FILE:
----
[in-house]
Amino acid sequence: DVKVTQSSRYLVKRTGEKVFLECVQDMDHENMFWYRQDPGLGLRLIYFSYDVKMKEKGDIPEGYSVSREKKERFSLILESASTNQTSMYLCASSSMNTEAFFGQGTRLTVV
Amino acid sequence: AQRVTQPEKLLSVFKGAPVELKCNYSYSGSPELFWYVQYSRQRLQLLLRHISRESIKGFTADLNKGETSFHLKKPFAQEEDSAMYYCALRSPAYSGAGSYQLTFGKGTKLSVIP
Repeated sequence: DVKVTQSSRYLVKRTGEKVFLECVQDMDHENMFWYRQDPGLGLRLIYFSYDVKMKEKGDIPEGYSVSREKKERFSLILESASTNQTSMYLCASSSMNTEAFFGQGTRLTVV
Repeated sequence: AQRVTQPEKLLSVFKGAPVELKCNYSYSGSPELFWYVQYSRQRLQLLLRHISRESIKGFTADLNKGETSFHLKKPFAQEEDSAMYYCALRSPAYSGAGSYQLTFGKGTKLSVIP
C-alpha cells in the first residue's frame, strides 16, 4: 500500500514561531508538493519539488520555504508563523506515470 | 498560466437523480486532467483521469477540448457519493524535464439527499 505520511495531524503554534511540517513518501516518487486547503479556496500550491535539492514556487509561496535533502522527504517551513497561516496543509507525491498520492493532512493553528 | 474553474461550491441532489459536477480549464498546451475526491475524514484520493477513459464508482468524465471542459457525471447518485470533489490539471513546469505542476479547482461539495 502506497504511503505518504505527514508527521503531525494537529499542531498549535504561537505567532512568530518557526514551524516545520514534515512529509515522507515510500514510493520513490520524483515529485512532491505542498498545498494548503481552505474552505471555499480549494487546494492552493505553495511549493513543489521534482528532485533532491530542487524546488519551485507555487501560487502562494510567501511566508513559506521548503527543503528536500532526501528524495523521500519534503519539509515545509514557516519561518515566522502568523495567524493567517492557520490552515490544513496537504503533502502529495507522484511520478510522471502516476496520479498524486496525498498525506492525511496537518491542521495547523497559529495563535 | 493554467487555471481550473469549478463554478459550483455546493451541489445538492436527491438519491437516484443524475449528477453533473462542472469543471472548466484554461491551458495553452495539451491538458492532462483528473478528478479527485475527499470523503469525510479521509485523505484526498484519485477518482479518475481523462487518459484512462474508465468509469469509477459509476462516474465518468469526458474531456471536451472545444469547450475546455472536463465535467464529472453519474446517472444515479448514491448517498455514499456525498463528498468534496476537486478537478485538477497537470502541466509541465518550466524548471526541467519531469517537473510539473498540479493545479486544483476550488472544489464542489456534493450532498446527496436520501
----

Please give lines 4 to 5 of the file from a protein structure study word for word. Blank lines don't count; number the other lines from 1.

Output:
Repeated sequence: DVKVTQSSRYLVKRTGEKVFLECVQDMDHENMFWYRQDPGLGLRLIYFSYDVKMKEKGDIPEGYSVSREKKERFSLILESASTNQTSMYLCASSSMNTEAFFGQGTRLTVV
Repeated sequence: AQRVTQPEKLLSVFKGAPVELKCNYSYSGSPELFWYVQYSRQRLQLLLRHISRESIKGFTADLNKGETSFHLKKPFAQEEDSAMYYCALRSPAYSGAGSYQLTFGKGTKLSVIP